Clean Energy Collective (CEC), the nation’s leading community-owned solar developer, revealed today that two weeks after announcing the development of the Vernon Electric Community Solar Farm—Wisconsin’s first community-owned solar PV facility — the 305-kW array has been fully reserved.
Reservations for the 1,001-panel array, developed in partnership with Vernon Electric Cooperative (VEC), a member of the Dairlyland Power Cooperative, began at VEC’s Annual Meeting on March 22. Open to any utility member in the VEC service area, the shared array was quickly embraced by residential and commercial ratepayers in western Wisconsin. Once complete, the energy generated by individual panels will be credited directly to each member’s monthly utility bills. A waitlist has been established for those without a confirmed reservation.
VEC CEO Joe McDonald expressed the rural cooperative utility’s satisfaction with how well the project has been received. “Initially, we considered testing the community-owned solar model with a smaller array, but we ultimately determined that a larger facility would deliver better efficiencies and economies of scale, and better demonstrated our support for renewables in Wisconsin,” McDonald said. “Clearly, our members have provided a strong signal they’re interested in locally-made renewable energy.”
Wisconsin Senator Jennifer Shilling (D-La Crosse) also shared her enthusiasm for the program’s success. “We should be encouraging projects like this across the entire state,” she said.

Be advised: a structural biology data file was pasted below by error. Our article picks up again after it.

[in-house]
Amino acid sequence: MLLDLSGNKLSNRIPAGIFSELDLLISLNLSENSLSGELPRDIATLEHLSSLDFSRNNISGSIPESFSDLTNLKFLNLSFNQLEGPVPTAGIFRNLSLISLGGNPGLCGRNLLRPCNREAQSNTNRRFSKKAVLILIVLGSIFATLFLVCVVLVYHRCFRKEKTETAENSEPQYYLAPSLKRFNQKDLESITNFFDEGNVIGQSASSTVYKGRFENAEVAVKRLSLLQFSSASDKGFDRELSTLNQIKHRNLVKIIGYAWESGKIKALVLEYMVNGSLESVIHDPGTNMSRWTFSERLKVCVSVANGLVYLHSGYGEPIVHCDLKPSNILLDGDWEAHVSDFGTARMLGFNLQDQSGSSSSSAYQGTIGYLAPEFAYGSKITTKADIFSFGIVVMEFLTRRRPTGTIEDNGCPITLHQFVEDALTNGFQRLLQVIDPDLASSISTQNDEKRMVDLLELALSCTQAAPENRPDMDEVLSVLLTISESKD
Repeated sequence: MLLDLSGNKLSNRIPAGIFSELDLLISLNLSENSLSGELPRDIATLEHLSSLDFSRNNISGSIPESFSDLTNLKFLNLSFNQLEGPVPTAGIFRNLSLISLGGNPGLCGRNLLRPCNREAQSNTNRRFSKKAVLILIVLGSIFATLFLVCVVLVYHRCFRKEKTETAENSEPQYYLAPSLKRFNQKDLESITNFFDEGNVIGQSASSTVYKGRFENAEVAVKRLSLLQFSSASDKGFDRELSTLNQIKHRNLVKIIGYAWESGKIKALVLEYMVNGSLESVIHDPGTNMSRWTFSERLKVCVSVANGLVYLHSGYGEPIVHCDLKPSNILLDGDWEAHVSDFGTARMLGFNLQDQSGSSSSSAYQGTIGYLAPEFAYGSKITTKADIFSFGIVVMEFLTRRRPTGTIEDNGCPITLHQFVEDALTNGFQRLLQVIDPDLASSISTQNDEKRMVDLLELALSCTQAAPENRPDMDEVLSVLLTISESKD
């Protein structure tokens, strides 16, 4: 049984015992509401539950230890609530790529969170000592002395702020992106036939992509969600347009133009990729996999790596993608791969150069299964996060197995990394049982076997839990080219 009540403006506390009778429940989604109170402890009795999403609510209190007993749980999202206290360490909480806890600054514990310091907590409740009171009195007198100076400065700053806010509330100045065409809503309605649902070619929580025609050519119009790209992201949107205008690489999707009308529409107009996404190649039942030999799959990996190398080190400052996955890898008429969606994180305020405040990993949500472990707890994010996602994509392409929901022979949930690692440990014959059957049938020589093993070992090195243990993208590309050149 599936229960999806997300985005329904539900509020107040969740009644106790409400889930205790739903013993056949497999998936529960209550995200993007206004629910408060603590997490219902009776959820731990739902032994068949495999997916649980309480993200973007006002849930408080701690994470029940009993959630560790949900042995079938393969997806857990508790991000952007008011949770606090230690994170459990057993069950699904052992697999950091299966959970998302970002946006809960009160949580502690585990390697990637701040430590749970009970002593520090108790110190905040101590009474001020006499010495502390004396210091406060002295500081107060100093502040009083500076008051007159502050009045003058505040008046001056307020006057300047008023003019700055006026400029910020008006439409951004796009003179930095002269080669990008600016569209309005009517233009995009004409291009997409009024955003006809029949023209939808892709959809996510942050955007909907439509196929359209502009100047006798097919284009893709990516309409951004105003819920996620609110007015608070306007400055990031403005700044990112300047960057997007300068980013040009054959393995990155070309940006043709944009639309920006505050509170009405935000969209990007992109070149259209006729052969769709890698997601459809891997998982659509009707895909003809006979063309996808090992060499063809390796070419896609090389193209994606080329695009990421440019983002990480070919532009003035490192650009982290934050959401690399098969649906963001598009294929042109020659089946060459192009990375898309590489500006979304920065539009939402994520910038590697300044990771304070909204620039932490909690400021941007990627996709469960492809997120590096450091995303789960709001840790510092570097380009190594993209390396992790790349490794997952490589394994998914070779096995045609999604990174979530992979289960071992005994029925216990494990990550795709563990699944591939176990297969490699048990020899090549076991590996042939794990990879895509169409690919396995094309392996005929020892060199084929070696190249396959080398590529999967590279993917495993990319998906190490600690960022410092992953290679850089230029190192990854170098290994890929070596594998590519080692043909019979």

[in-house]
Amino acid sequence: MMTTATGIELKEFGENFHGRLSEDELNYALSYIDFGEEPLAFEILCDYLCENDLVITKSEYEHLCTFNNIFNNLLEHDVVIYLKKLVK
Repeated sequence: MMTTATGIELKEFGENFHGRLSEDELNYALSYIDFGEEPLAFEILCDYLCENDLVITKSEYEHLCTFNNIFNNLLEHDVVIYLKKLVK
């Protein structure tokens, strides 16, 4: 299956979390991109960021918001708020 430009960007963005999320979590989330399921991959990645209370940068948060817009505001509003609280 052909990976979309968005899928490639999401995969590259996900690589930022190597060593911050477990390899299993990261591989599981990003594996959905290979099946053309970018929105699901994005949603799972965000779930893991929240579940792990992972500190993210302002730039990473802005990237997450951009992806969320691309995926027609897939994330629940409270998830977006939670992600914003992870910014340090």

CEC’s community solar solution focuses on long-term solar ownership because it delivers the best value for customers. These facilities are more efficient to build and deliver a significantly faster payback for individual owners than most other renewable energy solutions. It has proven to be particularly attractive for renters, those with shaded properties, and people with modest incomes since purchases in the community-owned array are scalable from a single panel. For utilities, it delivers clean, reliable, long-term, in-network power at reasonable rates; the system is ultimately paid for by participating ratepayers and the clean power produced contributes to a utility’s renewable portfolio standard (RPS), all outside the limitations of net-metering.
As a result of the high demand, CEC is in conversations with several other Wisconsin utilities to integrate the community-owned solar solution in the near future. “It’s exciting to see Wisconsin embracing community solar with such enthusiasm,” said CEC President Paul Spencer, “and we are encouraged by the demonstrated interest in advancing solar accessibility across the state.”
The original article was posted on the Clean Energy Collective blog.
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